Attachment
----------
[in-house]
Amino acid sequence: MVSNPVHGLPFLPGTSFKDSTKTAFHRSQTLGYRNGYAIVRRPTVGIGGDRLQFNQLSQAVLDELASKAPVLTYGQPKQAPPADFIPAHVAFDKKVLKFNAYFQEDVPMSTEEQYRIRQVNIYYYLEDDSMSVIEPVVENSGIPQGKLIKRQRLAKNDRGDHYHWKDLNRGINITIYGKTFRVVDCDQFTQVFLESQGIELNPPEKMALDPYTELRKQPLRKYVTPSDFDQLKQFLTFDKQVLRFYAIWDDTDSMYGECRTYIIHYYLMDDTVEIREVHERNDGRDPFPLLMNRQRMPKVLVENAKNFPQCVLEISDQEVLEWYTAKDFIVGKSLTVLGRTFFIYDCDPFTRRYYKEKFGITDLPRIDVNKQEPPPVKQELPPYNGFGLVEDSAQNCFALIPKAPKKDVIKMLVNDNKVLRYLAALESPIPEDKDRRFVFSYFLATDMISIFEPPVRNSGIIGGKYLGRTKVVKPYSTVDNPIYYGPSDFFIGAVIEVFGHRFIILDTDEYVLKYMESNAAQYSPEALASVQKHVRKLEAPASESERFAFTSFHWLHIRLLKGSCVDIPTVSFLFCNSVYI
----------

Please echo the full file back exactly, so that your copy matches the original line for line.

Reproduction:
[in-house]
Amino acid sequence: MVSNPVHGLPFLPGTSFKDSTKTAFHRSQTLGYRNGYAIVRRPTVGIGGDRLQFNQLSQAVLDELASKAPVLTYGQPKQAPPADFIPAHVAFDKKVLKFNAYFQEDVPMSTEEQYRIRQVNIYYYLEDDSMSVIEPVVENSGIPQGKLIKRQRLAKNDRGDHYHWKDLNRGINITIYGKTFRVVDCDQFTQVFLESQGIELNPPEKMALDPYTELRKQPLRKYVTPSDFDQLKQFLTFDKQVLRFYAIWDDTDSMYGECRTYIIHYYLMDDTVEIREVHERNDGRDPFPLLMNRQRMPKVLVENAKNFPQCVLEISDQEVLEWYTAKDFIVGKSLTVLGRTFFIYDCDPFTRRYYKEKFGITDLPRIDVNKQEPPPVKQELPPYNGFGLVEDSAQNCFALIPKAPKKDVIKMLVNDNKVLRYLAALESPIPEDKDRRFVFSYFLATDMISIFEPPVRNSGIIGGKYLGRTKVVKPYSTVDNPIYYGPSDFFIGAVIEVFGHRFIILDTDEYVLKYMESNAAQYSPEALASVQKHVRKLEAPASESERFAFTSFHWLHIRLLKGSCVDIPTVSFLFCNSVYI